Two things stood out for Neil.  One was a Dutch player with CP. Despite his hands and arms constantly shaking, it took only one shot from him to see why he was there.  He was the Dutch 3 point shooter!  He was unbelievably accurate while seemingly looking in a different direction.  He was a great example of “don’t judge a book by it’s cover”!  The other was the Yugoslav team whose equipment was primitive at best and every one of them seemed to a misfit.  They were brilliant!  They were a great team without any of the resources of the other 11 teams in the tournament yet came painfully close to reaching the semi-finals.  They showed adversity doesn’t mean you can’t succeed.  

Neil did regain his outdoor experiences, not by tramping but through whitewater rafting, including becoming a Grade 3 qualified Guide.  Rafting was a revelation as it gave himaccess to wilderness that was incredibly inaccessible even to able-bodied people.  Always an advocate for his region, Neil believes one of the finest rafting rivers in NZ is the Hutt River from Kaitoki to Te Marua!  While rafting isn't for everyone Neil loved it and it took him places that otherwise were simply unavailable to him.  

He considered myself “lucky” when in 1981, he was appointed as Porirua City Council's first Recreation Officer.  This was the beginning of Neil's professional career is recreation and sport management. After Porirua, I worked for the Hillary Commission (now Sport NZ) from 1989 to 1992, and then the Hutt City Council from 1992 until he retired in 2002.  

Today Neil still keeps active using a stationary hand cycle for exercise with up to five half hour sessions each week, as well as doing a lot of volunteer work using his professional experience & expertise. He also keeps busy propagating vegetable and NZ native seedlings, beekeeping and building horizontal hives for other disabled people to use, and keeping on top of his own gardening on his lifestyle block and managing/killing “pests” and enhancing native fauna.

In his own words, this is what Neil has learnt over his 40+ years:

  • Firstly, it doesn’t matter what you do if it’s enjoyable to you so long as it’s legal.  I loved the endless training when I was competitive despite it seeming to be incredibly boring.  Because I loved it, I did it!  Because I did it I got very good at it.  Find what pushes your buttons & you’ll never look back.  Try everything at least once.  You may be surprised at what does “push your buttons”.   
  • Secondly, don’t let others set your limits.  Set them yourself - just be realistic.  You can achieve way beyond what you may initially have believed possible!  Until I started rafting, it never crossed my mind that I could once again experience true wilderness.  I get frustrated at seeing great potential of so many people not being set free.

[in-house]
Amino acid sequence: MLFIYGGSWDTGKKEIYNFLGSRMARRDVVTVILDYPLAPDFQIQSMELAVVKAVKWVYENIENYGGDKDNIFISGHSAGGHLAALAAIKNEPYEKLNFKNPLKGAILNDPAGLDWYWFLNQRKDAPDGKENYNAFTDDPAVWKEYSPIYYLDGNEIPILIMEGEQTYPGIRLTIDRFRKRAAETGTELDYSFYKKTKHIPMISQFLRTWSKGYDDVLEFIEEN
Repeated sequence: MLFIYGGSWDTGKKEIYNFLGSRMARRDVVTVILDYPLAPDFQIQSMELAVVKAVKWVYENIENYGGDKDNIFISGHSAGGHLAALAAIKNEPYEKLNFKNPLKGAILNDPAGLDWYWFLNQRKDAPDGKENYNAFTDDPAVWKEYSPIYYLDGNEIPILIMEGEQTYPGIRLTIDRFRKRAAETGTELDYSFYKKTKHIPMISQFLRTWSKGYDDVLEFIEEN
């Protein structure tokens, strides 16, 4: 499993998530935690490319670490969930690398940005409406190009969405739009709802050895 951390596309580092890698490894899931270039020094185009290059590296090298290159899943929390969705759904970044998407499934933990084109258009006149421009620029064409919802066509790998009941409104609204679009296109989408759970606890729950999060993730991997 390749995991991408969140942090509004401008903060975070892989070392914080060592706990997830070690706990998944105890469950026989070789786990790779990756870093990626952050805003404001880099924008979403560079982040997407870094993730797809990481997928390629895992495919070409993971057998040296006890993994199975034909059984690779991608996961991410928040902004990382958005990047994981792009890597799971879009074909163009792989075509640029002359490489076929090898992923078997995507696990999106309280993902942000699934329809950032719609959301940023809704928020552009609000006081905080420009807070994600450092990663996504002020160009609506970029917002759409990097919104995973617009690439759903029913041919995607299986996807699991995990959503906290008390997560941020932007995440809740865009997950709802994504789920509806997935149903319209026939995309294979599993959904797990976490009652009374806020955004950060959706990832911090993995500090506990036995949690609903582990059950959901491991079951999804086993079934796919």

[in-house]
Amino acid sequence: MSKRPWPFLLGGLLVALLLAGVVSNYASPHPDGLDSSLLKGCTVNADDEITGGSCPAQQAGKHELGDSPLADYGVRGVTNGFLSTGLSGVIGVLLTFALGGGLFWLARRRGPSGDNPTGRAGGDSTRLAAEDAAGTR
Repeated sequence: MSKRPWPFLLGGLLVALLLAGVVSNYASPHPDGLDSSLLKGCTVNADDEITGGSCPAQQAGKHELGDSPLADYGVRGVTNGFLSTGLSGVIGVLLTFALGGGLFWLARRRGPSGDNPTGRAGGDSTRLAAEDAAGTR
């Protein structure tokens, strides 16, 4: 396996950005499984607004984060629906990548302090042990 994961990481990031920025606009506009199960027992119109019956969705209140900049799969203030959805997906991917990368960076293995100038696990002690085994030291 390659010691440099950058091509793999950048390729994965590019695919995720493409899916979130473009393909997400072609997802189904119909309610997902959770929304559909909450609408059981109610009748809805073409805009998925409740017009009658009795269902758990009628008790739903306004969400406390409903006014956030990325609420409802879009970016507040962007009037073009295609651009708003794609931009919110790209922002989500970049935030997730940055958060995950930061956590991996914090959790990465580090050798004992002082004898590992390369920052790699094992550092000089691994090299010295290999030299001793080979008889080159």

• Thirdly, a touch of mongrel is always helpful.  I am stubborn & I am opinionated but it works for me and what I’m involved in.  Don’t drift into the grey nothingness of neither victory nor defeat.  Fight for what you want.  Prove it to yourself!  Adversity is not a barrier it is merely a hurdle to overcome.  
  • Disabled people today have access to opportunities that were simply impossible even 20 years ago.  Take advantage of it & it will make you stronger, faster, more able and open doors for you including representing your region or nation if that’s what you want.  Just do it!

Member Profile Series - Introducing .... The Missing Paralympian and her Medal Muddle

Heneti Morgan - Paralympian

Originally from Paraparaumu, Heneti Morgan had a motor vehicle accident in England resulting in her quadriplegia.

She spent 11 months in the world-acclaimed spinal unit at Stoke Mandeville Hospital in Buckinghamshire, undergoing rehabilitation, before she was able to fly home to New Zealand accompanied by a nurse.

Heneti took up Para sport 10 years after her accident. She had been a sporty kid – playing tennis, swimming and roller skating at the local rink. She joined the Wellington Paraplegic Association, as it was known back then, and started by tossing a shot put and a discus. It was in the water that she felt most at ease.

Sir Ludwug Guttmann, the German-born English neurosurgeon who founded the Paralympic Games remembered Heneti from her time in the spinal unit and stopped by to see her during a visit to New Zealand in 1971. 

Heneti competed in the Heidelberg 1972 Paralympic Games along with 9 other Kiwi Paralympians. She took part in 6 events in Para athletics and Para swimming .

She won the bronze medal in the 25m Backstroke 1B. She had finished the race in second place and was presented with the silver – only to have to hand it back after an officials’ blunder. Her son still proudly displays her bronze medal in his home.

Late in 1986, Heneti went into hospital for surgery on her crumbling tail bone. She passed away in 1987 at the age of 48, from complications after surgery.

Read more on the great story of Heneti Morgan here.

Heneti was represented by her family who received her ‘numbered’ Paralympic pin as part of The Celebration Project in Wellington in November 2020.


Member Profile Series - Introducing .... Peter Horne "Hooks"